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since a change in the geometry of the model also leads to a change in the texture coordinate layout we could only start the texturing process after the base mesh was completely finished. the eight pictures we had from around the head needed to be merged into one that would cover the head continously and seamlessly.
first of all it was important to have a perfectly unfolded uv set, meaning that every vertex needed to have a unique texture coordinate assigned. overlapping texture coordinates cause troubles when exporting the mesh to .x or .obj, resulting in a texture being randomly placed on the model. so, starting from a simple cylindrical projection, hundreds of samples, especially those around the ears and the mouth with its inner parts, had to be put in place manually to unwrap the complex subdivision surface in a way that as many parts of the face as possible could be projected with the highest available resolution while retaining the least amount of distortion.
in the next step each one of the photographs was projected onto the head from approximately the same angle it was captured in the real world. from the resulting scene a rendermap was created, so each respective part of the face was calculated onto our uv set. of course, after repeating this process for all of the photogpraphs we had (including several views from above) there was a lot of overlapping information. each of the photographs had its own slightly different lighting, with shiny areas on different parts of the face. therefore in a last step all of the rendermaps had to be elaborately retouched into one, producing a uniformly lighted picture of the performers face.
out of the resulting picture with a resolution of 2560x2048 pixels we created a black and white bumpmap for the rougher parts of the face which needed a bit of surface detail. with a tool from nvidia we transformed the bumpmap into a normalmap to achieve a better effect during rendering. the normalmap provides the direction of a surface normal for every pixel which is used during shading to simulate a more realistic, bumpy skin.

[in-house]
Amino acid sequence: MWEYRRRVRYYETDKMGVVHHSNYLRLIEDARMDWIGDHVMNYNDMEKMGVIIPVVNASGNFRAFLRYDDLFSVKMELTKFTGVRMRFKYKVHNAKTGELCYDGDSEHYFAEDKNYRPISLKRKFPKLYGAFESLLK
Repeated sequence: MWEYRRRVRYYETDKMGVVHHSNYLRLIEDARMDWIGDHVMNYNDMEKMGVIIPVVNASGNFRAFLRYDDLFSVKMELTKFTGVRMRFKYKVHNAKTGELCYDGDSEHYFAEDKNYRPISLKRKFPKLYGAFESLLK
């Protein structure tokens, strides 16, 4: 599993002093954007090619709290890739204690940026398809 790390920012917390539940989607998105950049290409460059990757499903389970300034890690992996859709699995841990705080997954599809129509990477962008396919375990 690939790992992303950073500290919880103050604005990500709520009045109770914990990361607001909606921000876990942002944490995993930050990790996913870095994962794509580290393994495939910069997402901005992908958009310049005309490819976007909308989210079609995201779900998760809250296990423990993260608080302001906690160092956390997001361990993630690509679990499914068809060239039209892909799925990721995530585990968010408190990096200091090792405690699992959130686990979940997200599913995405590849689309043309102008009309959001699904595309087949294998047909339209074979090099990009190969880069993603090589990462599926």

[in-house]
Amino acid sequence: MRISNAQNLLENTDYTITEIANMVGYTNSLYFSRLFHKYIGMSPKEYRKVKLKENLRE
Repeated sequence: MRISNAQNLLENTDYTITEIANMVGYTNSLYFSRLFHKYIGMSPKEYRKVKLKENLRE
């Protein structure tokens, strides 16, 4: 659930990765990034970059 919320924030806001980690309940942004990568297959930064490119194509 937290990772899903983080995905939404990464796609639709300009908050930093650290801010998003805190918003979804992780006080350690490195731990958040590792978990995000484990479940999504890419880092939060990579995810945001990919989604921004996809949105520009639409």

for the texturing of the eyeballs we needed three texture layers: a white, veined background layer, a free to move iris layer with additional veins, mapped with an alpha channel, and on top a shadowed rim around the lids with the red inner portion of the eye, also mapped with an alpha channel.
ambient occlusion map
when taking the pictures of the head we tried to have a very even lit skin. now of course or base texture looked rather unrealistic in the first place. to achieve a basic kind of self shadowing we created an ambient occlusion map with muh's dirtmap shader in softimage|xsi. the shader considers parts of the mesh that would not be lit so strong because they are being occluded by other parts of the mesh and marks them darker. by simply multiplying this map with the current pixel color in a last step of the pixelshader, additional realism was achieved.